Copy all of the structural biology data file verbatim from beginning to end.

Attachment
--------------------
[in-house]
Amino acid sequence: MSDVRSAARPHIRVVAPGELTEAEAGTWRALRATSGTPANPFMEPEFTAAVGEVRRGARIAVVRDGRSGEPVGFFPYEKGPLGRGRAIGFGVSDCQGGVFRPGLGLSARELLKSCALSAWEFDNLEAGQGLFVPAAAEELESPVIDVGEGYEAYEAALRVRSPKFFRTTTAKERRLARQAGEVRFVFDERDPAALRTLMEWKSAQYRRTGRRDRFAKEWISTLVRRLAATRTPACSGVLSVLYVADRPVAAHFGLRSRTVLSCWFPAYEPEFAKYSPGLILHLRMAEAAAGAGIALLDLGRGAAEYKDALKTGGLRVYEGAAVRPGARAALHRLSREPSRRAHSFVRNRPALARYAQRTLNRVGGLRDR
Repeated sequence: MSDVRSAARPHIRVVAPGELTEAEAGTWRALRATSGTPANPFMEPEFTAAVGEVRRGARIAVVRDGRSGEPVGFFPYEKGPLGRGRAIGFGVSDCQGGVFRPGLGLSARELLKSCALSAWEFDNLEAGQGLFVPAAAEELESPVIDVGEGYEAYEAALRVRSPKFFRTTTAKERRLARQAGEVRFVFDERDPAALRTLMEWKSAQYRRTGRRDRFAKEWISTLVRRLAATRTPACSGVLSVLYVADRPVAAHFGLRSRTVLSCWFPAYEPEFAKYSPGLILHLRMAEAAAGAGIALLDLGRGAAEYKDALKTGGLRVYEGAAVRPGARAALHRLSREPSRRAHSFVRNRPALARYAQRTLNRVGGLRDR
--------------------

[in-house]
Amino acid sequence: MSDVRSAARPHIRVVAPGELTEAEAGTWRALRATSGTPANPFMEPEFTAAVGEVRRGARIAVVRDGRSGEPVGFFPYEKGPLGRGRAIGFGVSDCQGGVFRPGLGLSARELLKSCALSAWEFDNLEAGQGLFVPAAAEELESPVIDVGEGYEAYEAALRVRSPKFFRTTTAKERRLARQAGEVRFVFDERDPAALRTLMEWKSAQYRRTGRRDRFAKEWISTLVRRLAATRTPACSGVLSVLYVADRPVAAHFGLRSRTVLSCWFPAYEPEFAKYSPGLILHLRMAEAAAGAGIALLDLGRGAAEYKDALKTGGLRVYEGAAVRPGARAALHRLSREPSRRAHSFVRNRPALARYAQRTLNRVGGLRDR
Repeated sequence: MSDVRSAARPHIRVVAPGELTEAEAGTWRALRATSGTPANPFMEPEFTAAVGEVRRGARIAVVRDGRSGEPVGFFPYEKGPLGRGRAIGFGVSDCQGGVFRPGLGLSARELLKSCALSAWEFDNLEAGQGLFVPAAAEELESPVIDVGEGYEAYEAALRVRSPKFFRTTTAKERRLARQAGEVRFVFDERDPAALRTLMEWKSAQYRRTGRRDRFAKEWISTLVRRLAATRTPACSGVLSVLYVADRPVAAHFGLRSRTVLSCWFPAYEPEFAKYSPGLILHLRMAEAAAGAGIALLDLGRGAAEYKDALKTGGLRVYEGAAVRPGARAALHRLSREPSRRAHSFVRNRPALARYAQRTLNRVGGLRDR